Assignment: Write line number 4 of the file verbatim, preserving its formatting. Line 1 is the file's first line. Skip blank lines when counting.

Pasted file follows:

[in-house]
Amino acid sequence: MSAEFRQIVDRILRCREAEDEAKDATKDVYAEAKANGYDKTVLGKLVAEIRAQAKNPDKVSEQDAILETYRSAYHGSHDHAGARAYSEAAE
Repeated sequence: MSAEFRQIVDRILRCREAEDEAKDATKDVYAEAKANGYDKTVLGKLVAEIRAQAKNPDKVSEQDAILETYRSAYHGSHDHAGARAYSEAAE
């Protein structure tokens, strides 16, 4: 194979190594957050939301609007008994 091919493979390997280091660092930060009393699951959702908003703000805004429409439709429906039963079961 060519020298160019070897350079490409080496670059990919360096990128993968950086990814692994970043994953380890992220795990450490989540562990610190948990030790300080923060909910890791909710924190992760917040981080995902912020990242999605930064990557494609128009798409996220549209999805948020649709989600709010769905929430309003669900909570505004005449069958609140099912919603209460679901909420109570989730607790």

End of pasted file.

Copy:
């Protein structure tokens, strides 16, 4: 194979190594957050939301609007008994 091919493979390997280091660092930060009393699951959702908003703000805004429409439709429906039963079961 060519020298160019070897350079490409080496670059990919360096990128993968950086990814692994970043994953380890992220795990450490989540562990610190948990030790300080923060909910890791909710924190992760917040981080995902912020990242999605930064990557494609128009798409996220549209999805948020649709989600709010769905929430309003669900909570505004005449069958609140099912919603209460679901909420109570989730607790």